He said ‘Goodbye Jonathan, I’ll see you out here soon.’ But all the time he was saying it he was crying and he was watching the sun on the water in the fountain outside, and not looking at me. I hugged him, and told him that I would and that I would be waiting for him and he mustn’t worry. It was really hard to close the door so that we didn’t have to see the people put him in the back of their van. It was the saddest I had ever felt about closing a door.
Granny had to lay down for a long time, and I watched the TV in the lounge. Dad had bought me a video by David Attenborough whose voice sounded like a warm blanket over your ears. David Attenborough knew everything about all the animals in the world and he told you so that you could understand. I loved watching them. I watched two – one about the forests where the trees grow so tall and have been around for longer than Jesus. The other one was about caves with millions of bats that lived inside them.
I went to see if Granny was OK, and asked her if she would like some tea. She looked at me like my voice was hurting her heart. I said that she didn’t have to worry to make it for me, and I made a cup of tea for her with three sugars, and one for me with three sugars. We sat on her balcony and she held my drinking hand, so that I had to use the other one to drink my tea. Granny’s hands were soft, but had lots of veins that made them seem almost blue.
The sun went down slower than I had ever see it do before.
Five years later they let Dad out again. I was 15 and less sure of things. I wasn’t sure whether I was supposed to act like a man now, whether I could still hug him when I went with gran to collect him. She was older and her hands more veiny. Her driving wasn’t great and we travelled slowly between Sea Point and Pollsmoor along the M3 and then through Constantia. I was thinking, ‘Hurry up!’
In the dip by Pagasvlei the air was cool and fresh. Vineyards grew on the right-hand side of the road, and on the left were old houses situated in half-wetlands. We turned onto the road to Pollsmoor and it was lush. People in this area were lank rich. A funny place for a prison.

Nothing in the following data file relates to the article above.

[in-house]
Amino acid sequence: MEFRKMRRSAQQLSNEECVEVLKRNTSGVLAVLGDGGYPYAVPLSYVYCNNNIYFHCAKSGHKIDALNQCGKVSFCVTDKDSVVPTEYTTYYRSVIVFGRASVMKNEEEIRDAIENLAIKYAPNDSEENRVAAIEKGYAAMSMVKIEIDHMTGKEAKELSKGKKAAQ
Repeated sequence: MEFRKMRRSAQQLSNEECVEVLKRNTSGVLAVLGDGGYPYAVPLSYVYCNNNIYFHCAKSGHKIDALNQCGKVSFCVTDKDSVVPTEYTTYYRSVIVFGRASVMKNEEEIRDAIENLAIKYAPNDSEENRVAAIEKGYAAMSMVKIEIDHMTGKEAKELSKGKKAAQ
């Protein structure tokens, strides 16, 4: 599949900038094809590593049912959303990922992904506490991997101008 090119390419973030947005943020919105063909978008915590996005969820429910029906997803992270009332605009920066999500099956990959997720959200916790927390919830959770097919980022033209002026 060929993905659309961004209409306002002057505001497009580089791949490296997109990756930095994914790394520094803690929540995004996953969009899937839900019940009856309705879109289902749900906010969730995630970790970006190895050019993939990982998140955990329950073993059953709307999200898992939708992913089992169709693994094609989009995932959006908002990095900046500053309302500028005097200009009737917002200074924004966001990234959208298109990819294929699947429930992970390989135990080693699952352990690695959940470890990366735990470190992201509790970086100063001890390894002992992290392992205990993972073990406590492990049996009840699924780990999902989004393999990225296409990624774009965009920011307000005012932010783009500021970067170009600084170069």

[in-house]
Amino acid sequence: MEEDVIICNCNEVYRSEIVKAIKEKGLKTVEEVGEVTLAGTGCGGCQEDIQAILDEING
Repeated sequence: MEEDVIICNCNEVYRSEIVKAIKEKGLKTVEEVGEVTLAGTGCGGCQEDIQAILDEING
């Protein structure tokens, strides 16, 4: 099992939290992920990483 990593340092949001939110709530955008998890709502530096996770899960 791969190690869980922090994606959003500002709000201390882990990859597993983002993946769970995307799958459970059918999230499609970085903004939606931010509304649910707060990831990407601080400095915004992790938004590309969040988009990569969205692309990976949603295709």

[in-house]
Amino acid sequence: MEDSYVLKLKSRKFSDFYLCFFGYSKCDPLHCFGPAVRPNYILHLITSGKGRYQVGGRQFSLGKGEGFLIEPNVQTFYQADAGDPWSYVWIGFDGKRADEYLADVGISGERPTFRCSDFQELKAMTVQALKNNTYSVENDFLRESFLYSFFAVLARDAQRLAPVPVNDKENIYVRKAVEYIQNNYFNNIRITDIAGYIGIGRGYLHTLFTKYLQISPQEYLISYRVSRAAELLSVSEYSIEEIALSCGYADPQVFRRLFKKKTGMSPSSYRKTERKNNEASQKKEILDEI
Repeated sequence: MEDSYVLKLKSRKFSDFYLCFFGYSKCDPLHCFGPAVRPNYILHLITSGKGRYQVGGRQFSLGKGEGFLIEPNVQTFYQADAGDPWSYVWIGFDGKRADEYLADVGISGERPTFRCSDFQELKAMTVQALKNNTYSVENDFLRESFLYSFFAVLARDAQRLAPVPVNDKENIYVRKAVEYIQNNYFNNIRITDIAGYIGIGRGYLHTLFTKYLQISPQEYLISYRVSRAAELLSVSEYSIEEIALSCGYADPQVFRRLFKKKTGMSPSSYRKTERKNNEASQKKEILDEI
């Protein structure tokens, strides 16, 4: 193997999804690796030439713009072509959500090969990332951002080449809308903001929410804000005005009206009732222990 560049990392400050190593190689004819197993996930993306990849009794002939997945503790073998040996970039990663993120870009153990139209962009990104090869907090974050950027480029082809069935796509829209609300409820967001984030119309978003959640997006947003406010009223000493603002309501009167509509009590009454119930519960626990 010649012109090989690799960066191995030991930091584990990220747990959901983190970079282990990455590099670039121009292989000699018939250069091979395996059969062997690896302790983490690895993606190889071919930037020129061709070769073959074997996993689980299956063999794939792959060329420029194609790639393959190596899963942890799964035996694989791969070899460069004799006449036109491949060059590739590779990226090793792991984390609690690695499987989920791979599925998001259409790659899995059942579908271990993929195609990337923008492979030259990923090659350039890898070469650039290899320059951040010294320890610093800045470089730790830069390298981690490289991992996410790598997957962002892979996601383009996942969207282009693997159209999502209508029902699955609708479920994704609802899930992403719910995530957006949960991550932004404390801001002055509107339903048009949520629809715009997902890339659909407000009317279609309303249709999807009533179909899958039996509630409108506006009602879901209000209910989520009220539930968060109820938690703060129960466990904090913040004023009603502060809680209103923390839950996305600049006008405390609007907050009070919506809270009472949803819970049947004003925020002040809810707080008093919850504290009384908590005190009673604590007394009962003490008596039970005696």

Dad looked older and his hair was thinner. His eyes still held their sparkle though, and I didn’t get the chance to be awkward because he reached for me in a hug that felt as refreshing as any glass of water I’d ever had. ‘How’ve you been Jonathan?’. ‘Cool, Dad, but I like to be called Jon now.’ ‘Is that so?’ Gran cried the whole way through and we had to wait another fifteen minutes before she was able to drive. Dad wasn’t sure what the rules were about driving on his day out, so he didn’t offer.
Like the last time he’d scheduled his day out to coincide with the photo exhibition at the Iziko Museum. We parked in the small lot and stood a while looking at the gardens. Dad sighed a lot and breathed deeply. He laughed at a squirrel, and watched the mynah birds hopping quickly instead of running or flying. ‘Come on, Dad,’ I said, and so we went inside.
The dark stairwell up to the room seemed smaller than the last time I’d come with him, the steps not as high or wide. I was tempted to sail down the banisters, but didn’t think I should. Dad reached out for my hand, and I squeezed his quickly and released it. He looked at me in a way that hurt, and I felt bad for not holding on. I didn’t know how to reach out for his. It felt funny just thinking about it.
There was a photograph of a boat full of fishermen. One held a baseball bat and grinned wildly. On the deck of the boat was a shark, newly finned with a pool of blood. Next to her lay a pool of tiny baby sharks, aborted by the fishermen’s blows to her body and by the pain she felt when finned. I stood at the photo for a long time and forced myself to breathe slowly to stop myself from crying.
It’s funny how that can happen when you haven’t been around someone for so long. But I looked at my Dad a lot during the exhibition and there were small things he did like me, or I did like him. He rubbed his fingers together when he was looking at the photos and so did I. Rubbing them made me think about about the night the week before when I had tried to touch my girlfriend Marly’s boob.
When I could move again, I moved straight to all the plant photographs to try and close down the sadness. There were vast white landscapes from snow storms and one of them had a tiny black blur in the corner that the photographer said was a fox. Another photo showed a huge field of soy crop, in the middle of a jungle. When Dad looked at the photo of the shark, he also cried, and much more obviously than me.
There were fewer photos than the time before, and they had to space them further apart. That year the winning photograph was of a Pelican covered in oil. On the news they said Deep Water Horizon was a predictable and careless mistake. It cost BP millions, but they never said sorry. That made me the most angry out of everything. The Pelican cowered in the corner of a wooden box.